“It’s a long-term investment,” the younger Mahoney says.
After selling to distributors most of their careers, the Mahoneys decided it was time to open their own store. They said that at the time the distributors were paying $40 for a bushell of crabs and selling them for $300. Now that they’ve cut out the middle man, they are getting around $200 per bushel while the distributors are only paying $80. He said that if they were still selling to a distributor, they couldn’t afford to go crabbing during down times like this.
“We’re out here early but most of them other boys are only crabbing every three days. If it wasn’t for the store, we wouldn’t be out here every day either,” the elder Mahoney says. He adds that it’s gotten so bad in some areas that the crabbers have packed up their boats and aren’t even going out.
“You pay $500 for bait and fuel to only catch $240 worth of crabs. That’s no way to make a living. That’s why lots of the crabbers right now are staying on shore,” he says. The younger Mahoney adds, “This year you can’t find them. Our phone is ringing off the hook with people looking for crabs. People get mad at you because you don’t have them. You think I don’t want to have them? You think I don’t want to sell crabs?”
Capt. Bob Switzer, longtime watermen on Tilghman Island, says that this past summer was one of the worst he’s seen. By late summer he had days where he’d pulled 500 pots and only cleared $50. He says that although the first couple of months started well, the crabs quickly dried up.
“The early season started well because we were catching females. Most of those females were left over from last year though because not all the females migrate like the males. That helps us in the spring.” Switzer says. “The male crabs have everyone worried because they’ve been so scarce. That has us worried for next year.”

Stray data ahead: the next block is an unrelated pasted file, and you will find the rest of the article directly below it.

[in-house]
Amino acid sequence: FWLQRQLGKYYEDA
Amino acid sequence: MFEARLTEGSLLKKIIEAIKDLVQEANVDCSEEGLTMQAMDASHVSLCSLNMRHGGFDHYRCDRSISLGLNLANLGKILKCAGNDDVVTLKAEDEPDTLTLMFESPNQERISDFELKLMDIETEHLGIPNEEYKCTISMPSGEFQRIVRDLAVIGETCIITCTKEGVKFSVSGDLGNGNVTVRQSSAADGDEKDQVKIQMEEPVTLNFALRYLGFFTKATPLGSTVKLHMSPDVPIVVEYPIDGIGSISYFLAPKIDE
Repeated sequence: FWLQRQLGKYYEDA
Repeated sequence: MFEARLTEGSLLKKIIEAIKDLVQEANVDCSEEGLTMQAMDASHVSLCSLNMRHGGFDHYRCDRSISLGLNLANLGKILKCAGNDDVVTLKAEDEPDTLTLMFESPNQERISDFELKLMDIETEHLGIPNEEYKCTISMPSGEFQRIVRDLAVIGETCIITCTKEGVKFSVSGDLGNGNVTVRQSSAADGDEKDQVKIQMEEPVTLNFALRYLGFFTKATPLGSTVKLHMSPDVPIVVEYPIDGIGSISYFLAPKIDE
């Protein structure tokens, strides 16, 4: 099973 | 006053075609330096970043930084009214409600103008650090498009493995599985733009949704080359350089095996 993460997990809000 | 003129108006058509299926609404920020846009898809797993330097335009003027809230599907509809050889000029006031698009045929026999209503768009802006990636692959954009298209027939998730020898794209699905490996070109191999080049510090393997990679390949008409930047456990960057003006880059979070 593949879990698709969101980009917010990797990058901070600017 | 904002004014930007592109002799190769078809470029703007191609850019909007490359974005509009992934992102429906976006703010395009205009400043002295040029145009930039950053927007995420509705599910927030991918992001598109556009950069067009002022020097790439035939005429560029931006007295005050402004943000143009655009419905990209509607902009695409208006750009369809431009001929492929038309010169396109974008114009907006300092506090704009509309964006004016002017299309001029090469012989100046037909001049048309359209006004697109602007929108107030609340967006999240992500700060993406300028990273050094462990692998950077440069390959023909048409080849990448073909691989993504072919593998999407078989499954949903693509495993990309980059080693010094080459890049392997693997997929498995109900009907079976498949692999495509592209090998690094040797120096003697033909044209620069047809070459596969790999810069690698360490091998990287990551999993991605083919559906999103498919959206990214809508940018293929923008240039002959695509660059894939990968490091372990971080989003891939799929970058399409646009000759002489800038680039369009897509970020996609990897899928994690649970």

Switzer said that the crabs are so scarce that in his 40 years of crabbing, he has never seen prices so high. The high prices aren’t enough to offset the scarcity though. There just aren’t enough crabs out there.
The problem is when the crabbing is good, Switzer says they can’t sell them because everybody is catching them. “What we want is nice steady numbers,” Switzer says. “Boatloads of crabs bring the prices down because they glut the market.”
The younger Mahoney adds that when the crabbing is good, even the recreational crabber can hurt their business. “Some of those guys will go out and catch three to four bushels when they are only supposed to catch one. They’re selling them. It’s a fine line between too many and not enough crabs.”
Switzer adds that one of the concerns is that with such a low harvest, the state of Maryland may intervene and take steps to preserve the crabs. “I’m all in favor of conservation and conservation is important but we are all worried that they [the State of Maryland] are liable to take some drastic measures.” This might mean a shortened season, fishing quotas, limiting the number of males or other actions meant to preserve the crab harvest.
“They already limit the females. Right now there’s no limit on male crabs. Not that we’re catching enough to make limits anyway,” Switzer adds.
The elder Mahoney says that state regulations are one of the reasons they are out on the water so early. Commercial crabbers in Maryland are only allowed to work from a half-hour before sunrise to seven and a half hours after sunrise. If they don’t get out early, they can’t get in a full day of crabbing.
“We used to work all day from sun up to sundown,” the elder Mahoney says. “When it would get hot, we’d work at 3 a.m. Because when it gets hot it’s hard to get the crabs in before they die. We aren’t allowed to work like that anymore. Our hands are tied.”
There’s also another advantage to getting out on the water early. By getting out on the water at first light, there is a slight chance that they might keep their best crabbing spots secret from competing watermen just a little bit longer. Apparently there are no friendly agreements among watermen.